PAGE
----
Blender: Procedural Generation with the Blender Python API

2021.01.23 | 547 words |

Procedural Generation with Python

Overview

In this post I’ll share some basics of Procedural Generation with Blender’s Python API. I’ll use a render I made during Genuary 2021 (a daily generative art challenge) to demonstrate.

I also have a video guide if you’d like to take a look:

Procedural Generation

For those that don’t know, procedural generation is the act of creating parameterized, random art.

From Wikipedia:

In computing, procedural generation is a method of creating data algorithmically as opposed to manually, typically through a combination of human-generated assets and algorithms coupled with computer-generated randomness and processing power.

Let’s say we have the ability to create a cube, set its color, and change its location. An example of procedural generation may be to create 1000 cubes with random colors and locations.

In the example provided, I’ve created 400 (20 * 20) cubes aligned in a grid, each with a random height and color. With the power of code, I was able to do this in just a few lines of text.

Procedural Generation in Blender

There are many different ways to leverage procedural generation in your Blender project. You could write code, configure a plugin, or randomize things yourself. I like to code so I’m going with the coding route but know that other options exist.

Here’s my code:

# This gives you access to call Blender functions from Python
import bpy
import random

# We set spacing to be slightly larger than the cube size (2) we add later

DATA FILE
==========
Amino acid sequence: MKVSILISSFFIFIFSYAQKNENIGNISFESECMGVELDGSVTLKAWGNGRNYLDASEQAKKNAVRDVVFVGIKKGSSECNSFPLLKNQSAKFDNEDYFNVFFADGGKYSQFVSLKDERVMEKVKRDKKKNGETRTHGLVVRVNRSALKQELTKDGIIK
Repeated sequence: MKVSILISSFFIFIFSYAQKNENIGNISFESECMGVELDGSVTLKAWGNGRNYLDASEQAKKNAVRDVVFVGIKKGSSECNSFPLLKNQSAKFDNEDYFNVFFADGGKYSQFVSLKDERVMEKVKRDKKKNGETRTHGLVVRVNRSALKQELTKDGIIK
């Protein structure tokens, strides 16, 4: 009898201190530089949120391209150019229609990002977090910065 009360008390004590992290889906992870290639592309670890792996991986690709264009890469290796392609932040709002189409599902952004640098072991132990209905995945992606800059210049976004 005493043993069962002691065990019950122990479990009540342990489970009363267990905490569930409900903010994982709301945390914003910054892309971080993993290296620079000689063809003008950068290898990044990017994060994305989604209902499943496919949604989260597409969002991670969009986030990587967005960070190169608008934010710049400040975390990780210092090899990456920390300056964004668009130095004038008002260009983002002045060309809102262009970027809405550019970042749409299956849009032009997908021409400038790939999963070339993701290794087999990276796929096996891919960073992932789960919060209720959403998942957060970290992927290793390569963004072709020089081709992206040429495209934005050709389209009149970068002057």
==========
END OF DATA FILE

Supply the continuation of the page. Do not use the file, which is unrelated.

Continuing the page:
spacing = 2.2

# Iterate over each grid 'cell' we want a cube at
for x in range(20):
    for y in range(20):
        # calculate the location of the current grid cell, generate a random height
        location = (x * spacing, y * spacing, random.random() * 2)

        # add the cube
        bpy.ops.mesh.primitive_cube_add(
            size=2,
            enter_editmode=False,
            align='WORLD',
            location=location,
            scale=(1, 1, 1))

        # set the cube's material (color in this case)
        item = bpy.context.object
        if random.random() < 0.1:
            item.data.materials.append(bpy.data.materials['Material.Red'])
        else:
            item.data.materials.append(bpy.data.materials['Material.Black'])

Now a general walkthrough:

  1. First we import bpy and random - bpy is the library that gives you access to call Blender functions from Python. We’ll be using random for the ‘input’ to our algorithm, determining things like location and color.
  2. We then iterate over each grid ‘cell’ we want to place a cube. I wanted to have a grid that was 20x20 so I used those as my range.
  3. Next we calculate the location of the grid cell in the scene. We can figure this out by using the coordinates of the grid cell (x, y) then multiplying that by our ‘spacing’ between cubes.
  4. We then create the cube. There are a lot of potential parameters here but that’s out of scope for this project. Most important thing to notice is we’re setting the cube size to 2 and the location to the location variable we calculated in step 3.
  5. Next we add a material. I’ve pre-created materials with the names ‘Material.Red’ and ‘Material.Black’ that just have their base colors set to red and black respectively.

That’s all there is to it! Feel free to grab this code and give it a whirl in your own Blender file. If you do, I’d love to see what you make / how you modify it. Comment below or message me on one of my socials.

 

About the Ham

Hi I'm Hamilton - I built this! If you want more content like this subscribe to my email list, connect with me around the web, or take a look at some of my other projects.

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